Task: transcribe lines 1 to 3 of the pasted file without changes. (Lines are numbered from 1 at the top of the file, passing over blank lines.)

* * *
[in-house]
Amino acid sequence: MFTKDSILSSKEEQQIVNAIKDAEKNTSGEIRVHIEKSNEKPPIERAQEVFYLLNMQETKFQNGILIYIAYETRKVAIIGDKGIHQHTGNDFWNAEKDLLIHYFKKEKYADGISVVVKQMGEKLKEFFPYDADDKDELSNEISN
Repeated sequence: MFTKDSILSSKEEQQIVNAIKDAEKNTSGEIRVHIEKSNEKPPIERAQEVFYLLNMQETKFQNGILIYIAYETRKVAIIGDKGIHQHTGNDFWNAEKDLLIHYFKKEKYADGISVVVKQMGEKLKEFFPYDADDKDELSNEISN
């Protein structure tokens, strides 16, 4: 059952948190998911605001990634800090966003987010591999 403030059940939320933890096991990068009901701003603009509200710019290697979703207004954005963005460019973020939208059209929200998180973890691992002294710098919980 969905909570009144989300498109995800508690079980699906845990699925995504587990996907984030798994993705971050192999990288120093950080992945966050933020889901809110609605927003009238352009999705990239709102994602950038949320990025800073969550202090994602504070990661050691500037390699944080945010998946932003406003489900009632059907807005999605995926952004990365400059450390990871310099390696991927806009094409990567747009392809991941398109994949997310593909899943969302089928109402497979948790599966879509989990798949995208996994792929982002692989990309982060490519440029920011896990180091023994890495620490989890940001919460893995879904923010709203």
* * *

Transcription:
[in-house]
Amino acid sequence: MFTKDSILSSKEEQQIVNAIKDAEKNTSGEIRVHIEKSNEKPPIERAQEVFYLLNMQETKFQNGILIYIAYETRKVAIIGDKGIHQHTGNDFWNAEKDLLIHYFKKEKYADGISVVVKQMGEKLKEFFPYDADDKDELSNEISN
Repeated sequence: MFTKDSILSSKEEQQIVNAIKDAEKNTSGEIRVHIEKSNEKPPIERAQEVFYLLNMQETKFQNGILIYIAYETRKVAIIGDKGIHQHTGNDFWNAEKDLLIHYFKKEKYADGISVVVKQMGEKLKEFFPYDADDKDELSNEISN